Kunming at night
Green Lake looked a bit like Disney Land at night-this is not something that we've thought about any part of China previously.
sugar or anything of any sustenance, aka. throwing straw to a fire. For the most part, after feasting on even a hefty bowl of mǐ fun
, we found ourselves only momentarily water-logged and quickly ready to eat something more. Ethnic Minorities of China
Historically Yunnan was once a land for the banished and disgraced; now however, according to Lonely Planet, China’s sixth largest province “has become the second-most cited ‘dream destination’ for Chinese travelers.” Aside from the intense geography rippling through the Yunnan province, which sits on the edge of the Tibetan Plateau, and the fact that Han Chinese love to play tourist here, the province is also home to over half of China’s ethnic minorities. Of the 56 official ethnic minorities in China, we experienced nearly a new ethnicity of people with every town we visited. The two major ethnicities we saw consisted of the Hani
(see "Yun’an Province :: Busses and Yuan Yang Rice Terraces
" posting for more on these folks) and the Naxi
people. Located seven hours overland by bus north/east of Kunming, Lijiang acts as a Naxi
stronghold of 286,000+ residents and has been for the past 1400 years; their major claim to fame
Shirlin -- Stone Forest
Shilin is a day-trip from Kunming, and is notorious for being tourist filled and crowded. We sprung for a taxi ride to take us the 120 km trip outside of the city instead of taking a 4 hour round trip bus ride. The taxi saved us valuable time, leaving us ahead of the crowds so that we practically had the place to ourselves.
is neither their size or story of origin, but that their society consists of primarily matriarchal dominance. Inheritance customs traditionally acted matrilinearily, meaning inheritance lines and the family name alike nearly always transferred through the mother. With such dominance also meant women bore the brunt of the work-load thus deeply respected in the Nasi society as well as in the home; more or less demanding and earning social respect among the men. Try to imagine a gender-role mirror-image of Jane Austin’s Pride and Prejudice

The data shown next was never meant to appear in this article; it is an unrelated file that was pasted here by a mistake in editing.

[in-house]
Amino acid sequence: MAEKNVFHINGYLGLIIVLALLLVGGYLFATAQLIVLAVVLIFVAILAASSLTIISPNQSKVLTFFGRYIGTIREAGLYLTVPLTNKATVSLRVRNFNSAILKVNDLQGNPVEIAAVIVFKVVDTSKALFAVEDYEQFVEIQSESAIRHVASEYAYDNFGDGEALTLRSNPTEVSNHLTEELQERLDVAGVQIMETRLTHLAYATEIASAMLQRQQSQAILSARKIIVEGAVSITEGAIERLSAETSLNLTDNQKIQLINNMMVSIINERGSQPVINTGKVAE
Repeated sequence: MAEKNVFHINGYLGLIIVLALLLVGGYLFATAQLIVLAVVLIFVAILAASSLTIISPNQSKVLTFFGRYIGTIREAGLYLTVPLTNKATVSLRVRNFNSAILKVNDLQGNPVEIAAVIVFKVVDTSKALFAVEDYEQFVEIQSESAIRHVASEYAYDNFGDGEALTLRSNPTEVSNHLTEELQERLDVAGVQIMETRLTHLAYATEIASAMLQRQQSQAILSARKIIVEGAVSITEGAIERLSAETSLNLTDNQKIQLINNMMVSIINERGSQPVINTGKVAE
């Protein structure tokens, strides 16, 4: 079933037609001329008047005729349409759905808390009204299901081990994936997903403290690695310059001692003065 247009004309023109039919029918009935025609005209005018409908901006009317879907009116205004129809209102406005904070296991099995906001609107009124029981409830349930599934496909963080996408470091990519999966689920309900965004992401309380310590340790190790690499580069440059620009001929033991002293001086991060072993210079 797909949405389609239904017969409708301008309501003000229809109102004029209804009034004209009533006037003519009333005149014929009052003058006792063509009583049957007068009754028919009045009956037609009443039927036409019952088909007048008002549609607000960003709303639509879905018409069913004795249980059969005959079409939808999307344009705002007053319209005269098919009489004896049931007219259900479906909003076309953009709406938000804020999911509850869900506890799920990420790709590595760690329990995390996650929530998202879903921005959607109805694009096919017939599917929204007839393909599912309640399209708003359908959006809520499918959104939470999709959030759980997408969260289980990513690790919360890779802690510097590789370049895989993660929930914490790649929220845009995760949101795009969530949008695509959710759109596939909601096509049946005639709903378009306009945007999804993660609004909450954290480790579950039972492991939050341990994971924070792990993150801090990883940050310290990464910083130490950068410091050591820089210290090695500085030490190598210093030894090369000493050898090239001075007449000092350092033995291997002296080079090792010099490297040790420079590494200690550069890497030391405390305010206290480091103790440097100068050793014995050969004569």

Linguistically, many strong influences of the matriarchal society manifest themselves in the Naxi native language - tacking a ‘female’ before a noun increase the scale - like cello to double base. Conversely, adding a ‘male’ before the noun diminishes the scale - perhaps cello to violin. I’m quite sure they don’t have a word for double-base, cello, or violin, but it would probably work for pebble, rock, and boulder or snowflake, snowball, and avalanche…
Another interesting aspect of the Matriarchal system is the strong-hold women have over men with their flexible arrangements for love affairs - loosely translated into a “friends with benefits” system where the woman is without a doubt in charge. J.
Shirlin -- Stone Forest
These rock formations are utterly amazing. It was underwater 270 million years ago, and now look partially like a petrified forest, and partly like something from another planet.
Marteen Trost wrote such from interview in his hilarious book, Lost on Planet China
, “‘Yes,’ said the Naxi waitress, ‘I am the boss. I tell the man what to do. If I want a man, he comes to me. If I want him to go away, he goes away.’” The azhu
system made it possible for a couple to become not-so secret lovers without setting up a single household. Both sides of the affair live in their own homes and frequently the mama’s boy/boy friend returns to home to his mother’s house during the day while staying with his “friend” during the night. If any children happened to come into the equation, the mother maintained complete responsibility for the child and the man provided support for the child; however if the azhu